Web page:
ISLAMABAD: Pakistan Telecommunication Authority (PTA) has started the registration of Virtual Private Networks (VPNs), warning that IP addresses with unregistered VPNs would be blacklisted.
In its statement to Profit, PTA maintained, “The exercise is being undertaken to promote legal ICT services/businesses in Pakistan and to ensure the safety of telecom users.”
There have been media reports that several corporate connections are already being terminated as part of PTA’s VPN policy. The rationale given by the authority on the matter is that “this is done to block grey traffic and illegal Voice over IP (VoIP) companies working as call centres and other data entry operations”.
“A number of companies in Pakistan are running call centres through VPNs, thus pretending to be working in the US or other countries. It all falls under the grey traffic category, however, the IP addresses are currently being blocked for corporate clients of different Internet Service Providers (ISPs),” PTA said.
The ISPs have been notified of the development, with the PTA directing them to convey the message to all corporate clients using unregistered VPNs. The deadline for the registration is 30th June 2020 and those failing to comply with the directives will have to face legal action if they are using VPNs for any illegal activities.
As per the PTA, use of any mode of communication such as VPN by means of which communication becomes hidden or encrypted is a violation of the authority’s regulations.
When questioned on the digital rights angle and the practicality of this system to detect and block unregistered IP addresses, PTA spokesman Khurran Mehran said, “The process for VPN registration is not new and has been in vogue since 2010. Authorized users can register their VPNs with PTA through a smart and swift process initiated through their service provider.”
The authority also made an official statement through its Twitter page saying, “Action will be taken only against unauthorized VPNs for terminating illegal traffic which causes loss to the national exchequer. PTA remains committed to serving as per its vision in ensuring that high quality ICT services are available to telecom users in Pakistan.”
PTA did not give any response to the question regarding whether this policy will be extended for individual smartphone users as well or not.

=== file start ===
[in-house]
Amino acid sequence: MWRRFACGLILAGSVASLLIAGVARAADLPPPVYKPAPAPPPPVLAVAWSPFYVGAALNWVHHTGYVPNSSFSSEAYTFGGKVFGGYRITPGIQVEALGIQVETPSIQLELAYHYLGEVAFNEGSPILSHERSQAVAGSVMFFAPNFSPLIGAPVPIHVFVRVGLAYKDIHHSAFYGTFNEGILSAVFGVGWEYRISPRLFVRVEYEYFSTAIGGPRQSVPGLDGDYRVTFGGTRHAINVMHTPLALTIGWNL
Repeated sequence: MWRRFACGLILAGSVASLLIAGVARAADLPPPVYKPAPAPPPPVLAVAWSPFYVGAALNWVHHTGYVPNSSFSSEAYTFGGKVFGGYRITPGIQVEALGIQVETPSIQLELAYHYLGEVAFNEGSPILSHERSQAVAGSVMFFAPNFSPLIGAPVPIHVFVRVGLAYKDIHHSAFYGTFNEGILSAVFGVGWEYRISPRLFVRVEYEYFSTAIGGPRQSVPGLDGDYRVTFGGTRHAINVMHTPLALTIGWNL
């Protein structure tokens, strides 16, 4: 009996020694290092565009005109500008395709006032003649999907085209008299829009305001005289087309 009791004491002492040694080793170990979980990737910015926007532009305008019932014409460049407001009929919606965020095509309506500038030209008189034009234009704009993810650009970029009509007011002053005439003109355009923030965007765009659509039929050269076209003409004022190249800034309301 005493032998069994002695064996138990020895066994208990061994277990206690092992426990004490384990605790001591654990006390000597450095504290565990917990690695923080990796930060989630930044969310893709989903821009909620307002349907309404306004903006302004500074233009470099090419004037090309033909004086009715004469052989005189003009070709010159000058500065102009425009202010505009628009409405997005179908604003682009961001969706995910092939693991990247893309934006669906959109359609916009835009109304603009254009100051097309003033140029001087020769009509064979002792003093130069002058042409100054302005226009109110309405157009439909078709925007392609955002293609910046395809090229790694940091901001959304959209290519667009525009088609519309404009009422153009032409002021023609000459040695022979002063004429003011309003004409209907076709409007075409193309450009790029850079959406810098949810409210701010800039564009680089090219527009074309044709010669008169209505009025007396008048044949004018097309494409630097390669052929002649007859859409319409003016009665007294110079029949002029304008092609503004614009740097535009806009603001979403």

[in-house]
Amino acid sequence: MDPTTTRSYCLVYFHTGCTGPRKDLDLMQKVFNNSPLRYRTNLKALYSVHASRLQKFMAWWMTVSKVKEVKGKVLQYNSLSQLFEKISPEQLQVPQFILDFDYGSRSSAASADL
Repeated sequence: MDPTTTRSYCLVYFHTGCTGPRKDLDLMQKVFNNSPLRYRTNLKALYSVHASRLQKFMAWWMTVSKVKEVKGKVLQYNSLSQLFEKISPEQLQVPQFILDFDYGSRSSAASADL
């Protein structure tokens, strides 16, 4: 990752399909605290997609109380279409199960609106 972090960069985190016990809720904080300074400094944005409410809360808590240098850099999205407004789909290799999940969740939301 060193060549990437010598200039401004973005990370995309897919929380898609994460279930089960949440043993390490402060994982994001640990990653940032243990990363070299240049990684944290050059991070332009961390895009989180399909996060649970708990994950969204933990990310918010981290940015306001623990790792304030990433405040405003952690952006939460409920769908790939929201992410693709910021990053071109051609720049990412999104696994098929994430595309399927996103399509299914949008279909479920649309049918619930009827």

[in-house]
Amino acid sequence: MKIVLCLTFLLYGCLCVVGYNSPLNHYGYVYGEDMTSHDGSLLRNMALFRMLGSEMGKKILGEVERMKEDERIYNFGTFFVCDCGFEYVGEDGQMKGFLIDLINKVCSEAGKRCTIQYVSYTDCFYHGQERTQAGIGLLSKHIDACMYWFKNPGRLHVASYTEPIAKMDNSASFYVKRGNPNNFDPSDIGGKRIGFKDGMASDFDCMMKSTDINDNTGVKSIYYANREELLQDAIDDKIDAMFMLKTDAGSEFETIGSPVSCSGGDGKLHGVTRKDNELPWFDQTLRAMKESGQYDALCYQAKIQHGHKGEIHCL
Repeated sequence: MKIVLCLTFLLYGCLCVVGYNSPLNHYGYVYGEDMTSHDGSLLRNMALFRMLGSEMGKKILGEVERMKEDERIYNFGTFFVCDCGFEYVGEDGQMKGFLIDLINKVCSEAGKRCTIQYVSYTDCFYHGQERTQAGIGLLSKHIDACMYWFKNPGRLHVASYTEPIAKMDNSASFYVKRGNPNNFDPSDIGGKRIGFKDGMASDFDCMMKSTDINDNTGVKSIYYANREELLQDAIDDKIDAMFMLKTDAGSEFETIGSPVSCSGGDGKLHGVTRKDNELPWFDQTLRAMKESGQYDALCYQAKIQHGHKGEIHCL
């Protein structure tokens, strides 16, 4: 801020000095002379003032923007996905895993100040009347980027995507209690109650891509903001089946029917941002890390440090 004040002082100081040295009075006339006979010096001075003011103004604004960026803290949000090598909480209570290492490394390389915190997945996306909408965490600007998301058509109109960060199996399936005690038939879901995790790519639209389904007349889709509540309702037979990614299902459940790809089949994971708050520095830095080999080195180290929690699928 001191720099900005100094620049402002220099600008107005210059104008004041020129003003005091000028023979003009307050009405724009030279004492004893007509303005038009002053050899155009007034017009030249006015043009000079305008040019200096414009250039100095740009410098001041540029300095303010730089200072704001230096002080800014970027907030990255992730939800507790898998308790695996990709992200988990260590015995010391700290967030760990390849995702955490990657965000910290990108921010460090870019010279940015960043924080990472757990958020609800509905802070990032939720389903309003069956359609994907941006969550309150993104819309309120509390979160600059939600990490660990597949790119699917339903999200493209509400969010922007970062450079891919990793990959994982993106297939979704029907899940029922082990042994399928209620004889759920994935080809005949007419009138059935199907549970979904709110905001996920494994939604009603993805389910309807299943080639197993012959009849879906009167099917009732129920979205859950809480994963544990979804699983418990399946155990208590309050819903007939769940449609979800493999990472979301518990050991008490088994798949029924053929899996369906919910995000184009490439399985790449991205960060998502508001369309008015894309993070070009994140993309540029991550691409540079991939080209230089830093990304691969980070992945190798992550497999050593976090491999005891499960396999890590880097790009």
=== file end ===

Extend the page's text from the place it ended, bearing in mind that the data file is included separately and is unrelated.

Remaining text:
Currently, individual users may use VPNs legally but only as long as they are registered. However, registering a VPN with the government poses a legitimate threat of leaking your browsing activity to the government.
Sources familiar with the VPN technicalities told Profit that to ensure data protection, a VPN requires high-end security features (such as 256-bit encryption), a strict no-logs policy, and an automatic kill switch. A quality VPN ensures anonymous online activity, an IP masking prevents authorities from finding a user’s location, while encryption adds a further layer of security by making it impossible for the government to see browsing activity and personal information of the internet user.
The debate on the moralistic and freedom of privacy around internet usage in Pakistan is a tricky one. At the moment, on a state level, we do not have a comprehensive set of rules and regulations governing the right to privacy vs. government’s right to ensure security and preventing grey traffic. The Digital Rights Bill that was drafted in 2018 and then amended in 2020 is still up for public debate and is yet to be formalized into law.
Strictly speaking on VPNs, however, even though the Pakistani government has a history of briefly but repeatedly blocking users from accessing a number of popular sites, including YouTube and Quora, and it also heavily filters content which restricts the usage as well, in matters of public usage VPNs are still legal in Pakistan.